Sleep disorders
These are conditions that lead to changes in your daily normal sleep patterns.
A sleep disorder can have detrimental effects on one's safety, health, and quality of life. Sleep deprivation can increase the risk of developing additional health issues and impair one's ability to drive safely.

Anxiety disorders are characterized by symptoms such as excessive daytime lethargy, irregular respiration, and heightened movement during sleep. In addition, difficulty falling slumber and an irregular sleep-wake cycle are additional signs and symptoms.

A plethora of distinct sleep disorders exist. They are frequently classified into categories that provide explanations for their occurrence or impact. Sleep disorders can also be classified based on symptoms such as difficulty sleeping, distressing respiration patterns, irregular sleep-wake cycles, daytime sleepiness, or difficulty falling asleep.

The following are frequent forms of sleep disorders:

  • Anxiety characterized by persistent trouble falling asleep or remaining unconscious during the night.
  • Sleep apnea is characterized by irregular breathing patterns that occur during sleep. Multiple subtypes of sleep apnea exist.
  • RLS, or restless legs syndrome, is a sleep movement disorder. Restless legs syndrome, alternatively referred to as Willis-Ekbom disease, elicits an unpleasant sensation accompanied by a strong inclination to move the legs during slumber.
  • A condition typified by extreme daytime lethargy and abrupt onset of sleepiness is known as narcolepsy.

There are numerous methods for diagnosing sleep disorders. After a proper diagnosis, the majority of sleep disorders are typically effectively treatable by physicians..
Insomnia can be a primary problem or coexist with other problems. Chronic insomnia is frequently caused by stress, traumatic events, or sleep-disrupting habits.

Chronic insomnia is commonly caused by the following:

  • Stress. Worries about job, school, health, finances, or family can keep you awake at night, making it difficult to fall asleep. Stressful life events or traumas, such as the death or illness of a loved one, divorce, or job loss, can all contribute to insomnia.
  • Travel or work schedule. Your circadian rhythms serve as an internal clock, regulating your sleep-wake cycle, metabolism, and body temperature. Insomnia can result from disruptions to the body's circadian rhythms. The reasons could be a time zone change after a flight or working a night shift.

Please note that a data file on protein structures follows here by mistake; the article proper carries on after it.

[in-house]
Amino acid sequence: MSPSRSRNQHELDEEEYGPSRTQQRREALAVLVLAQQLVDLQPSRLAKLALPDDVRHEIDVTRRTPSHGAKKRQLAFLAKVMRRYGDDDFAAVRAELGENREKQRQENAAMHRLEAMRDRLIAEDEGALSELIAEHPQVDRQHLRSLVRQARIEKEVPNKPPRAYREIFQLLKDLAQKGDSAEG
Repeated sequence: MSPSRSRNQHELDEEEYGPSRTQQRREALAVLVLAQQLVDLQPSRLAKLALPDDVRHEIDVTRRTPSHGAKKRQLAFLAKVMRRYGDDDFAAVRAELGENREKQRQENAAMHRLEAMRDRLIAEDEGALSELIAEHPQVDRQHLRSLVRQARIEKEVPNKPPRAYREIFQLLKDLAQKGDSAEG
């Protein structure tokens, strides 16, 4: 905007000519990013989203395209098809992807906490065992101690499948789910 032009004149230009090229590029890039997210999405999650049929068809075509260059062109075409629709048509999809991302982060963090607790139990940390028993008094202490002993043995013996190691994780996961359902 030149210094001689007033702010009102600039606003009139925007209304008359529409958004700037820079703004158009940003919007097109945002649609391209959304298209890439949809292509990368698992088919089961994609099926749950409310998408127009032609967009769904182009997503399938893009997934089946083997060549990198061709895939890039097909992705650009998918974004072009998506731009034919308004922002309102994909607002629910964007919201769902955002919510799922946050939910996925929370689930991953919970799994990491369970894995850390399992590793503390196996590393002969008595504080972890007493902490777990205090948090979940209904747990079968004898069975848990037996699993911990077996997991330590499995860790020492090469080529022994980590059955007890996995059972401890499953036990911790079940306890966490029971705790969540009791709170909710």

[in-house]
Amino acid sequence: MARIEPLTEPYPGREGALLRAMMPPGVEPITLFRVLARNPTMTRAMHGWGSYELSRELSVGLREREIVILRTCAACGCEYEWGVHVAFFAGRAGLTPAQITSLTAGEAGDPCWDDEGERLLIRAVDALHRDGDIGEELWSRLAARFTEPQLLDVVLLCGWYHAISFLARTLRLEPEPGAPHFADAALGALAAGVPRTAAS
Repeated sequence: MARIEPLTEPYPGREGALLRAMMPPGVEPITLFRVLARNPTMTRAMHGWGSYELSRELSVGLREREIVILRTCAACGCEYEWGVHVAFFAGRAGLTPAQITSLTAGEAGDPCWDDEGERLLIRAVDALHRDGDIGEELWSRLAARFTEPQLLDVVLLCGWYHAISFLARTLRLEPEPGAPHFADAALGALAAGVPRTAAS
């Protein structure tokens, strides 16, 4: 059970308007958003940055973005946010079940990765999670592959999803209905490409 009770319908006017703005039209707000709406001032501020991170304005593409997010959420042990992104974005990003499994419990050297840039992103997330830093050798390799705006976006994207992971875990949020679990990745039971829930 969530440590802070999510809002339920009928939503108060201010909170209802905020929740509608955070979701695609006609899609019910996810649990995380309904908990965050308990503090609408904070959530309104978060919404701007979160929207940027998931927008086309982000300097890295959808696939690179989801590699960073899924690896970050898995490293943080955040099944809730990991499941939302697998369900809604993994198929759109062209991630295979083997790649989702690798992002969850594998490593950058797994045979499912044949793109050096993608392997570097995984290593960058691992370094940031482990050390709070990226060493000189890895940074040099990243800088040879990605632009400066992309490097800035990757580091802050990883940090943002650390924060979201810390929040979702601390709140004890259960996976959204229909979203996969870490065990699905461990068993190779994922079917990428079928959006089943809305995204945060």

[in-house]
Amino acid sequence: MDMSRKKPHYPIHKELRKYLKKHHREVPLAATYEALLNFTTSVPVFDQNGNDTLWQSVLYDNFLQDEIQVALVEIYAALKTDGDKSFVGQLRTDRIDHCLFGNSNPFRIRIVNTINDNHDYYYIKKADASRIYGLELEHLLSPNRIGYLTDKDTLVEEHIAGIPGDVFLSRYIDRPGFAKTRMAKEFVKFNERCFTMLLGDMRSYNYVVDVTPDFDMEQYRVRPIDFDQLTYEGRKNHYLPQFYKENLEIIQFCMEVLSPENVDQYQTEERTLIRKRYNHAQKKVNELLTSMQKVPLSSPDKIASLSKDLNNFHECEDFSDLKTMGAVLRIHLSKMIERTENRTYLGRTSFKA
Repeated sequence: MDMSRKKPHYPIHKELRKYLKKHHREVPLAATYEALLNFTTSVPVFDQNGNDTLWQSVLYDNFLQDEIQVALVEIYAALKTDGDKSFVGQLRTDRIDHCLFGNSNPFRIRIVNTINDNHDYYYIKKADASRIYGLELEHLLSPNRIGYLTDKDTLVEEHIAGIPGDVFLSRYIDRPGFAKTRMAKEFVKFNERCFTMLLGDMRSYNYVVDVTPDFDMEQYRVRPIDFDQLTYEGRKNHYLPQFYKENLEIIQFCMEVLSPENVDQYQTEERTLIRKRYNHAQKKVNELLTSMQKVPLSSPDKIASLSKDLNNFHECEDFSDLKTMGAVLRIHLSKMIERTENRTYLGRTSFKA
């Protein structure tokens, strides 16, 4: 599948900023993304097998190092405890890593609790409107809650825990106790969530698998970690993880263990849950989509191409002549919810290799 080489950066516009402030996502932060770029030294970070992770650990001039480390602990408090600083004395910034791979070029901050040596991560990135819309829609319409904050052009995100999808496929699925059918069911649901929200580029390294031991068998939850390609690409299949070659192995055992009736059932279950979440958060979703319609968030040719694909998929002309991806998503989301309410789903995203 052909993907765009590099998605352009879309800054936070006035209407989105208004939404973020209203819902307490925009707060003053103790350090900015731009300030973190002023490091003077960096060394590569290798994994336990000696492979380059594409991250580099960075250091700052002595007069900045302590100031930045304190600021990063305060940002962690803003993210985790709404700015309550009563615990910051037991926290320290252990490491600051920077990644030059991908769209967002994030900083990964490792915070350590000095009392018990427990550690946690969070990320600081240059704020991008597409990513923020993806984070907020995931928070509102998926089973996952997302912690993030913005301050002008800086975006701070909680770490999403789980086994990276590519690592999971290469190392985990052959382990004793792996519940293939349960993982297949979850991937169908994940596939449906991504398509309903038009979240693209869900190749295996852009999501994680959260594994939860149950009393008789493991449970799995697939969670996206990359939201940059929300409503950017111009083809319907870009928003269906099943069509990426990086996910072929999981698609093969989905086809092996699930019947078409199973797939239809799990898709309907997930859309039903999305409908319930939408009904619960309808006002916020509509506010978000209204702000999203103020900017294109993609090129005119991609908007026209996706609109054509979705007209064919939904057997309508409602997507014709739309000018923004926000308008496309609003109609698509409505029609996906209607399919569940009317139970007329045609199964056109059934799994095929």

• Poor sleeping patterns. Inadequate sleep habits include erratic bedtime patterns, stimulating activities before bed, an uncomfortable sleeping environment, and using the bed for work, eating, or watching television. Computers, televisions, video games, smartphones, and other displays used before bedtime might interrupt your sleep cycle.
  • Overeating late at night. A modest snack before bed is acceptable, but consuming too much can create physical discomfort when you go to bed. Many people suffer from heartburn, which is the backflow of acid and food from the stomach into the esophagus after dinner and can make it difficult to sleep.
  • Chronic insomnia may also be associated with a medical condition or the use of certain drugs.

Other prevalent causes of insomnia are:

  • Mental disorders. Anxiety disorders, such as post-traumatic stress disorder, can interfere with sleep. Waking up too early can be indicative of depression. Insomnia is frequently associated with other mental health issues.
  • Other illnesses. Chronic pain, cancer, diabetes, heart disease, asthma, gastroesophageal reflux disease (GERD), hyperactive thyroid, Parkinson's disease, and Alzheimer's disease are all linked to sleeplessness.
  • Sleep-related problems. Sleep apnea causes intermittent breathing arrest during the night, which disrupts sleep. Restless legs syndrome causes leg discomfort and an almost overwhelming impulse to move them, making it difficult to fall asleep.
  • Coffee, nicotine, and alcohol. Coffee, tea, cola, and other caffeine-containing beverages are stimulants. Drinking them late in the evening or during the day can keep you awake at night. Nicotine in tobacco products is another stimulant that can disrupt sleep. Alcohol can help you fall asleep, but it interferes with deeper stages of sleep and frequently wakes you up in the middle of the night.
Make an appointment
If you choose treatment in our clinic, the doctor consultation is free.
The cost of the consultation will cover part of the treatment course.
All rights reserved
Brainspot 2021-2024
Lviv, Ukraine,
127 Zamarstynivska St.
(entrance from Torfyana St)